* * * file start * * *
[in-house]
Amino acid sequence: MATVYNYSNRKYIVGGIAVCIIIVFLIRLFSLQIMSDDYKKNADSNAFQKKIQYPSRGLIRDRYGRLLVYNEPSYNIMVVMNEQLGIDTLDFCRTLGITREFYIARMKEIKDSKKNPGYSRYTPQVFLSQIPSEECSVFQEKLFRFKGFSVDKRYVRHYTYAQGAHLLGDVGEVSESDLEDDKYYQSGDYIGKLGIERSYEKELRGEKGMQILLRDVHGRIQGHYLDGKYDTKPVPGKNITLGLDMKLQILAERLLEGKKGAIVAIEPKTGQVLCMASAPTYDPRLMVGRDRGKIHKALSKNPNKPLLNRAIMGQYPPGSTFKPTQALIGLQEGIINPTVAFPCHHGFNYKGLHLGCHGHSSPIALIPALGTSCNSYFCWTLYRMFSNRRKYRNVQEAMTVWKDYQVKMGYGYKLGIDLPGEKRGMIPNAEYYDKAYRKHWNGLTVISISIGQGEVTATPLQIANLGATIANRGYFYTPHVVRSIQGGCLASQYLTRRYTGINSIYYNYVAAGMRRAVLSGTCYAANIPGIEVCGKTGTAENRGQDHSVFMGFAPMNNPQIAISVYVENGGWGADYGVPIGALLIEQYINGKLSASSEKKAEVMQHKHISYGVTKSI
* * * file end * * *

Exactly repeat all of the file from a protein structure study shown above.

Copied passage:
[in-house]
Amino acid sequence: MATVYNYSNRKYIVGGIAVCIIIVFLIRLFSLQIMSDDYKKNADSNAFQKKIQYPSRGLIRDRYGRLLVYNEPSYNIMVVMNEQLGIDTLDFCRTLGITREFYIARMKEIKDSKKNPGYSRYTPQVFLSQIPSEECSVFQEKLFRFKGFSVDKRYVRHYTYAQGAHLLGDVGEVSESDLEDDKYYQSGDYIGKLGIERSYEKELRGEKGMQILLRDVHGRIQGHYLDGKYDTKPVPGKNITLGLDMKLQILAERLLEGKKGAIVAIEPKTGQVLCMASAPTYDPRLMVGRDRGKIHKALSKNPNKPLLNRAIMGQYPPGSTFKPTQALIGLQEGIINPTVAFPCHHGFNYKGLHLGCHGHSSPIALIPALGTSCNSYFCWTLYRMFSNRRKYRNVQEAMTVWKDYQVKMGYGYKLGIDLPGEKRGMIPNAEYYDKAYRKHWNGLTVISISIGQGEVTATPLQIANLGATIANRGYFYTPHVVRSIQGGCLASQYLTRRYTGINSIYYNYVAAGMRRAVLSGTCYAANIPGIEVCGKTGTAENRGQDHSVFMGFAPMNNPQIAISVYVENGGWGADYGVPIGALLIEQYINGKLSASSEKKAEVMQHKHISYGVTKSI